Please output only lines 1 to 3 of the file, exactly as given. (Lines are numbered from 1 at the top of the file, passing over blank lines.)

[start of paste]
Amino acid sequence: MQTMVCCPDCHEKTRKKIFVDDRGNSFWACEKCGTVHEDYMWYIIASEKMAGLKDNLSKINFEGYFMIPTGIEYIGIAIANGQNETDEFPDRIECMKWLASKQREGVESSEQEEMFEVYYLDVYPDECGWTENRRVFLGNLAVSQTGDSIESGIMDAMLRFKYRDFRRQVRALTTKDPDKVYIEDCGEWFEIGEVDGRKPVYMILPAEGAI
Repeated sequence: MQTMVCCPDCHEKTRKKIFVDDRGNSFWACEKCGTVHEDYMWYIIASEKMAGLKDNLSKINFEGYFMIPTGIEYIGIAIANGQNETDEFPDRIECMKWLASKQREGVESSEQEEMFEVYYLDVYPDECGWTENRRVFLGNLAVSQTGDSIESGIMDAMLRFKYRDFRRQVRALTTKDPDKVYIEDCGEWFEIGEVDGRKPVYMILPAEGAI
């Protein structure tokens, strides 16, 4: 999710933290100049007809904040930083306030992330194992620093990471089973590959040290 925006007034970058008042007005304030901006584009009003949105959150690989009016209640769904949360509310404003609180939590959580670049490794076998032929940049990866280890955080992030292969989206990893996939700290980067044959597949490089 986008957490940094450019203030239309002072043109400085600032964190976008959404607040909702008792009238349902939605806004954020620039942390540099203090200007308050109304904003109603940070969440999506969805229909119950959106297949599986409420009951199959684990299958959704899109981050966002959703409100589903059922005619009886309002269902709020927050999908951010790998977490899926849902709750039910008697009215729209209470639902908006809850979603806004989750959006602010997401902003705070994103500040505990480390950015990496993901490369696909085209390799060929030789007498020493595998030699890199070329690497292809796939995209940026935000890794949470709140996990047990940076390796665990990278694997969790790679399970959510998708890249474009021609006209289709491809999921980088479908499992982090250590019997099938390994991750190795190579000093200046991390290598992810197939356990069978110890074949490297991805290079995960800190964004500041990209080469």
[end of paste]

Amino acid sequence: MQTMVCCPDCHEKTRKKIFVDDRGNSFWACEKCGTVHEDYMWYIIASEKMAGLKDNLSKINFEGYFMIPTGIEYIGIAIANGQNETDEFPDRIECMKWLASKQREGVESSEQEEMFEVYYLDVYPDECGWTENRRVFLGNLAVSQTGDSIESGIMDAMLRFKYRDFRRQVRALTTKDPDKVYIEDCGEWFEIGEVDGRKPVYMILPAEGAI
Repeated sequence: MQTMVCCPDCHEKTRKKIFVDDRGNSFWACEKCGTVHEDYMWYIIASEKMAGLKDNLSKINFEGYFMIPTGIEYIGIAIANGQNETDEFPDRIECMKWLASKQREGVESSEQEEMFEVYYLDVYPDECGWTENRRVFLGNLAVSQTGDSIESGIMDAMLRFKYRDFRRQVRALTTKDPDKVYIEDCGEWFEIGEVDGRKPVYMILPAEGAI
């Protein structure tokens, strides 16, 4: 999710933290100049007809904040930083306030992330194992620093990471089973590959040290 925006007034970058008042007005304030901006584009009003949105959150690989009016209640769904949360509310404003609180939590959580670049490794076998032929940049990866280890955080992030292969989206990893996939700290980067044959597949490089 986008957490940094450019203030239309002072043109400085600032964190976008959404607040909702008792009238349902939605806004954020620039942390540099203090200007308050109304904003109603940070969440999506969805229909119950959106297949599986409420009951199959684990299958959704899109981050966002959703409100589903059922005619009886309002269902709020927050999908951010790998977490899926849902709750039910008697009215729209209470639902908006809850979603806004989750959006602010997401902003705070994103500040505990480390950015990496993901490369696909085209390799060929030789007498020493595998030699890199070329690497292809796939995209940026935000890794949470709140996990047990940076390796665990990278694997969790790679399970959510998708890249474009021609006209289709491809999921980088479908499992982090250590019997099938390994991750190795190579000093200046991390290598992810197939356990069978110890074949490297991805290079995960800190964004500041990209080469």